The House Appropriations Subcommittee on Commerce, Justice, Science and Related Agencies (CJS) approved its version of the Fiscal Year 2025 CJS Appropriations bill on June 26 along party lines. The bill would reduce the budget for the Department of Justice by nearly $1 billion mainly through cuts to federal law enforcement agencies, particularly the Federal Bureau of Investigation (FBI) and the Bureau of Alcohol, Tobacco, Firearms and Explosives (ATF). Despite the large cut, the bill maintains relatively steady funding for state and local law enforcement assistance grant programs.

We are grateful that the House continues to support the COPS Program and the Bryne JAG Program and the various grants, programs, and initiatives they provide resources for, but we feel there is more that can be done to assist state and local law enforcement in their efforts to serve and protect our communities.  For example, the Law Enforcement Mental Health and Wellness Act and the Supporting and Treating Officers in Crisis Act programs remain at $10 million under the FY 25 CJS appropriations measure. The law enforcement community needs much more than the $10 million currently appropriated for these programs to adequately address officers’ mental health needs. A significant funding increase is necessary for the establishment of confidential peer mentoring programs in cities and states across the country.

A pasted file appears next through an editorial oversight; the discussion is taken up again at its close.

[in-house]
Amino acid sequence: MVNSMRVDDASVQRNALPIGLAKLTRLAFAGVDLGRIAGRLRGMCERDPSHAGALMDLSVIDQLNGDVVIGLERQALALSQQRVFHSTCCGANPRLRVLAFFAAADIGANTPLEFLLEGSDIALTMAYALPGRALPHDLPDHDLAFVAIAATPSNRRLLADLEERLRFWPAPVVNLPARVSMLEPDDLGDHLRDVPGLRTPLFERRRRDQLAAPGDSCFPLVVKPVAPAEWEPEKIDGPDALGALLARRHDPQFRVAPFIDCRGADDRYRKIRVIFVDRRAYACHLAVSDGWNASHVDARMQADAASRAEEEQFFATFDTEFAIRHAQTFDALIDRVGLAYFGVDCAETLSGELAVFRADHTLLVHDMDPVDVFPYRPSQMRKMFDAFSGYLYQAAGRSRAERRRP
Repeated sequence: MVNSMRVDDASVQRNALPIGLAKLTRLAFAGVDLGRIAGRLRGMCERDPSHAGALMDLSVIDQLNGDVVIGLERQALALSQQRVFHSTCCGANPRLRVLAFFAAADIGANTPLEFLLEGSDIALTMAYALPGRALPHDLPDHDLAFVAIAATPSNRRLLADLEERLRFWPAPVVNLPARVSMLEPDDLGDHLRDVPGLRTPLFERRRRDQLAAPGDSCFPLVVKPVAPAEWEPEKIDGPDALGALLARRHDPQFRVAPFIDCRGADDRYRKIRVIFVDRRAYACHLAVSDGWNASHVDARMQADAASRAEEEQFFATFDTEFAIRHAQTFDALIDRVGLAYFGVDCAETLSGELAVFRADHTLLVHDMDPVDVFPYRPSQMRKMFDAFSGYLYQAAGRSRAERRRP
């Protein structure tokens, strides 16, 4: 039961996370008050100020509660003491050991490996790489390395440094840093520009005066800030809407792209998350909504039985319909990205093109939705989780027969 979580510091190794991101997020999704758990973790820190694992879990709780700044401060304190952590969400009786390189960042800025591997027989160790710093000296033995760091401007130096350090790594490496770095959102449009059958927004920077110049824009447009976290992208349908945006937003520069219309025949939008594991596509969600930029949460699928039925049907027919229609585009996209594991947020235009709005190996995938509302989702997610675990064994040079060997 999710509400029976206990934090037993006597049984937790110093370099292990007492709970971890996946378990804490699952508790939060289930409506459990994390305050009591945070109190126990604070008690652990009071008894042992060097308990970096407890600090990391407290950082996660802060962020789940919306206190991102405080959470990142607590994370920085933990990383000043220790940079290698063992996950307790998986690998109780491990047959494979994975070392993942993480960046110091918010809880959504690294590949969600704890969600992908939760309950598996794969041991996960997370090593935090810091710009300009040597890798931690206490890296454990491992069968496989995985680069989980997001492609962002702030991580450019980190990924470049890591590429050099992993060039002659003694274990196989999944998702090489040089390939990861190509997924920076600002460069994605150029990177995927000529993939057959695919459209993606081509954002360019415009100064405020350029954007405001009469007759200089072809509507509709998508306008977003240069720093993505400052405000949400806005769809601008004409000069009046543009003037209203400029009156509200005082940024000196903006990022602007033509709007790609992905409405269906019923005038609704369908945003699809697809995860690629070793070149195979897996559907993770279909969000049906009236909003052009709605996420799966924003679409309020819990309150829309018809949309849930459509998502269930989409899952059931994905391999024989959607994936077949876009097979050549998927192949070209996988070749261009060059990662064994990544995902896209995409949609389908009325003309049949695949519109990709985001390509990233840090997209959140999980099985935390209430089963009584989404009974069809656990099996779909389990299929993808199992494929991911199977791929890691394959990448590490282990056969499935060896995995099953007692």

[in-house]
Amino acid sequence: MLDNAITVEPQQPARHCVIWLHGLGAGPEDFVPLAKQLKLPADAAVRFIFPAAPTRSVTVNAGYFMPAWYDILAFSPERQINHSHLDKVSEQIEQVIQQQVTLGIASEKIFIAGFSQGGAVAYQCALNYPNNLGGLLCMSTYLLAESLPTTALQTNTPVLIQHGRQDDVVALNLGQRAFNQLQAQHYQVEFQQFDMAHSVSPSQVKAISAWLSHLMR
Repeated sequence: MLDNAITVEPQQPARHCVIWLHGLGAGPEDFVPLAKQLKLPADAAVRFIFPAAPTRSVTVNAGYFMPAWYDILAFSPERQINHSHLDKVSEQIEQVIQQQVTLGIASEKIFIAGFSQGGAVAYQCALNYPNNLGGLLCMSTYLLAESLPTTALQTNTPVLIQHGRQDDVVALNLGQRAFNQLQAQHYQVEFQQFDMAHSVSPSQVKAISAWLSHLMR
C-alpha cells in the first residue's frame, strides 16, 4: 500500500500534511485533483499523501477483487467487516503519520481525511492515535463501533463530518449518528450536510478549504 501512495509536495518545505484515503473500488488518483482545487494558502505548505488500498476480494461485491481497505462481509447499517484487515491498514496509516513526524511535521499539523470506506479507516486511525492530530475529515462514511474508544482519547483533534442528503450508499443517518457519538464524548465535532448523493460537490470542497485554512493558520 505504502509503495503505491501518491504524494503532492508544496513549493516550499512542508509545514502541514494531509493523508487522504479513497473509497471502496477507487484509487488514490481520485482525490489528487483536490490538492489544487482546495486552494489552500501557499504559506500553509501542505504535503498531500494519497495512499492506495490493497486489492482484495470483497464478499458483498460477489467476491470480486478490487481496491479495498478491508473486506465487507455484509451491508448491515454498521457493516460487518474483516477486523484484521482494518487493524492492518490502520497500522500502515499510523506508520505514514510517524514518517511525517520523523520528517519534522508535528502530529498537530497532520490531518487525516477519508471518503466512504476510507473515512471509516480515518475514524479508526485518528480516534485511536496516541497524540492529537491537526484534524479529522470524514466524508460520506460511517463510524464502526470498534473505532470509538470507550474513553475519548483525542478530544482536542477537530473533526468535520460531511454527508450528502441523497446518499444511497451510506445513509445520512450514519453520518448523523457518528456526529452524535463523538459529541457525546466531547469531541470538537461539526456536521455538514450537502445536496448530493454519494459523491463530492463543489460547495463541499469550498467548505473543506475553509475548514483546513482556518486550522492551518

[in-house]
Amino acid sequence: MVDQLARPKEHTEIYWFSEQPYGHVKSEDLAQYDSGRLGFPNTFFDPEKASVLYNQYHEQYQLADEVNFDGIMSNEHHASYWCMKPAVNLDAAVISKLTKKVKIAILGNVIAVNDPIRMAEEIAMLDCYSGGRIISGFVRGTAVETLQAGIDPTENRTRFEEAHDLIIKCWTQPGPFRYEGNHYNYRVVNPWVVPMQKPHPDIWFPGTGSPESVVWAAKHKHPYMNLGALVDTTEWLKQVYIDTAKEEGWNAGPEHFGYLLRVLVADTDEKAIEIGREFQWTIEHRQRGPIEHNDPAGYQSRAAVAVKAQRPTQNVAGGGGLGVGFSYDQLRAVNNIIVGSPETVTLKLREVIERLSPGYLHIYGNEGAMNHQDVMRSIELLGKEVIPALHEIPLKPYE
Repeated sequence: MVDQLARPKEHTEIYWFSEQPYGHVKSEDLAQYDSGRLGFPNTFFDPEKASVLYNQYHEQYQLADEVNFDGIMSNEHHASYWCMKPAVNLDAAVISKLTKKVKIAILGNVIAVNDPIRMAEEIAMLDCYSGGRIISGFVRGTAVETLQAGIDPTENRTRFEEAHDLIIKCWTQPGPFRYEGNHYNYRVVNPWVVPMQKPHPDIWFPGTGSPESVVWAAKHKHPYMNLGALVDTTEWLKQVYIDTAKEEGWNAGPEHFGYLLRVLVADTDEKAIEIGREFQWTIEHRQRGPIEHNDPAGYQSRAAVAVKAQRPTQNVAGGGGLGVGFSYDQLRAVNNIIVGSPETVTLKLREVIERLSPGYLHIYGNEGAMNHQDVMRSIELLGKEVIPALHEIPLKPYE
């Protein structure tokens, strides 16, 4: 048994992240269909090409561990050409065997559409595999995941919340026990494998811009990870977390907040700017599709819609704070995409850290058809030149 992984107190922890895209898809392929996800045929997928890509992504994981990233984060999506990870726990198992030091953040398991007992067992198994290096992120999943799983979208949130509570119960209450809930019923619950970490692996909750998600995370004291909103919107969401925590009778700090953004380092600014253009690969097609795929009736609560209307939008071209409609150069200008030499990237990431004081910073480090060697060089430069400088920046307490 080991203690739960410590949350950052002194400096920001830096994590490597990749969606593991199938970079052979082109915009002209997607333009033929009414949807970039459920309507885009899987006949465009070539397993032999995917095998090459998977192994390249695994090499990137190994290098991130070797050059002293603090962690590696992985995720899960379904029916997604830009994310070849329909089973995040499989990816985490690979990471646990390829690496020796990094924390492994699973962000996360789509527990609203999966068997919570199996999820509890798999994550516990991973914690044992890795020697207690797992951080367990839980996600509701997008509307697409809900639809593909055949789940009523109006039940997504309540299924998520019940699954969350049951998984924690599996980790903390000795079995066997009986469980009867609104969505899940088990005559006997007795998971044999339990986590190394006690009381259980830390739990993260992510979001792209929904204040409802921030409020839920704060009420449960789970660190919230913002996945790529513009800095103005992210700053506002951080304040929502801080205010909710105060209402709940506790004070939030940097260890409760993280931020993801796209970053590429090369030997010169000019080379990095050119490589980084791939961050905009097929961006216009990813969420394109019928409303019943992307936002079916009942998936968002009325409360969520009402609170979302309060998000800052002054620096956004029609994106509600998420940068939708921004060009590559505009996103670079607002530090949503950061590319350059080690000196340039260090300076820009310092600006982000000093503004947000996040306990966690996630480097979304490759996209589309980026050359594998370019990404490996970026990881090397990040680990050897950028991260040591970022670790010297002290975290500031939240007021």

Further, the Subcommittee-approved CJS bill would cut the Bureau of Justice Assistance Body-Worn Camera program by nearly 40 percent, drastically reducing the amount of funding and assistance available to state and local law enforcement agencies looking to establish or expand body-worn camera programs. The incredible cost of body-worn cameras, particularly the storage of the data, is often an obstacle to agencies arming their officers with these cameras. 

Lastly, we are concerned with the deep cuts to the FBI and ATF as this funding cut be on top of the reductions these agencies experienced this fiscal year. This drop in funding would impact the recruitment and retention of federal officers, the ability of these agencies to support federal-state-local task forces and provide essential resources in state and local law enforcement’s fight against violent crime and drugs in our communities. Defunding federal law enforcement will have an adverse impact on state and local law enforcement

As the full Appropriations Committee looks to take up the FY 25 CJS appropriations bill after the House returns from its July 4 recess, we look forward to working with the Committee and House leadership to bolster funding for vital federal, state, and local law enforcement programs.

NAPO Opposes Potential Sale of Vista Outdoor’s Ammunition
Business to Foreign Entity

NAPO has security concerns with the proposed acquisition of Vista Outdoor’s Sporting Products business by the Czechoslovak Group (CSG) and expressed our concerns with Attorney General Merrick Garland in two letters, one sent on April 26 and the other on June 20. Since our initial April 26 letter to the Attorney General, the potential sale has gotten the attention of the U.S. Department of Justice (DOJ) antitrust division, which is now investigating the deal.